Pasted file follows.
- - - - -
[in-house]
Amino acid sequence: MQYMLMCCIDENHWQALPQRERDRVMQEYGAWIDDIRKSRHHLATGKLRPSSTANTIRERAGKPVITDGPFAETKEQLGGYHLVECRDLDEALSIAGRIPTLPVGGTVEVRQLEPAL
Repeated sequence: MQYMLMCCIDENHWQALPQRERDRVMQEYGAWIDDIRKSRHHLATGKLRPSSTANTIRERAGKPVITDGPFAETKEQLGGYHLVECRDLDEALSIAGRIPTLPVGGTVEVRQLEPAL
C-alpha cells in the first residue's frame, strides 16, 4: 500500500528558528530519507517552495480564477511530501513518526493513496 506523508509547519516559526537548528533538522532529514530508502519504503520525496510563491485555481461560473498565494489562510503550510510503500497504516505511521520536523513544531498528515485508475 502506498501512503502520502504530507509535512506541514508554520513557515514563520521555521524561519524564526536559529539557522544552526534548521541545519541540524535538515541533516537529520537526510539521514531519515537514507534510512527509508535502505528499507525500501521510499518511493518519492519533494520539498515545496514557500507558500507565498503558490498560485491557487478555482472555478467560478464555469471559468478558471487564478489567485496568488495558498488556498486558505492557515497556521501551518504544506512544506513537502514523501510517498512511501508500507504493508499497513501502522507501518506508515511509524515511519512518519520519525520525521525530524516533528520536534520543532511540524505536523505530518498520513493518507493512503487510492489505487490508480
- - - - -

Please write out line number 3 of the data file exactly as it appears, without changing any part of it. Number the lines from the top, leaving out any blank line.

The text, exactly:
Repeated sequence: MQYMLMCCIDENHWQALPQRERDRVMQEYGAWIDDIRKSRHHLATGKLRPSSTANTIRERAGKPVITDGPFAETKEQLGGYHLVECRDLDEALSIAGRIPTLPVGGTVEVRQLEPAL